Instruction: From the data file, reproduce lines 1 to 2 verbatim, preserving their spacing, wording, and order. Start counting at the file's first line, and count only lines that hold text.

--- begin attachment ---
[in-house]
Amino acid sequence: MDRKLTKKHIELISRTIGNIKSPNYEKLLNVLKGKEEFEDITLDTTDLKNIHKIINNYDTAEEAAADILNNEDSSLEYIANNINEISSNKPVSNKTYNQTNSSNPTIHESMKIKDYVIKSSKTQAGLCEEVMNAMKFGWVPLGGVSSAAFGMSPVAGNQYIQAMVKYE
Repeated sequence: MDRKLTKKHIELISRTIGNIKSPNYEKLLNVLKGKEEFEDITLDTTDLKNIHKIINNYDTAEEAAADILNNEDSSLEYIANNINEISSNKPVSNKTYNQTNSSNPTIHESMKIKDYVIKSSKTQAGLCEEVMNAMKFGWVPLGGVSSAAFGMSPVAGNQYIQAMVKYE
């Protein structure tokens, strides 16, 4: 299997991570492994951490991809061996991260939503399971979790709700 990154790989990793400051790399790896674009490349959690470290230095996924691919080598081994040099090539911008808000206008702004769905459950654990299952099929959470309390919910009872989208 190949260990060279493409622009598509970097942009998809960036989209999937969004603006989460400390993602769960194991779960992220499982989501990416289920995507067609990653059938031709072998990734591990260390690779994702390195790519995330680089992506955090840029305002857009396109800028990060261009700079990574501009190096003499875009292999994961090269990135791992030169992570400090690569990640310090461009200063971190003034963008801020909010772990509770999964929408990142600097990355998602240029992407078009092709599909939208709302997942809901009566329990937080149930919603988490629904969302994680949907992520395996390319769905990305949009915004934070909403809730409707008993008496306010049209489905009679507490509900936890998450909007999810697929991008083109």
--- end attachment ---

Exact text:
[in-house]
Amino acid sequence: MDRKLTKKHIELISRTIGNIKSPNYEKLLNVLKGKEEFEDITLDTTDLKNIHKIINNYDTAEEAAADILNNEDSSLEYIANNINEISSNKPVSNKTYNQTNSSNPTIHESMKIKDYVIKSSKTQAGLCEEVMNAMKFGWVPLGGVSSAAFGMSPVAGNQYIQAMVKYE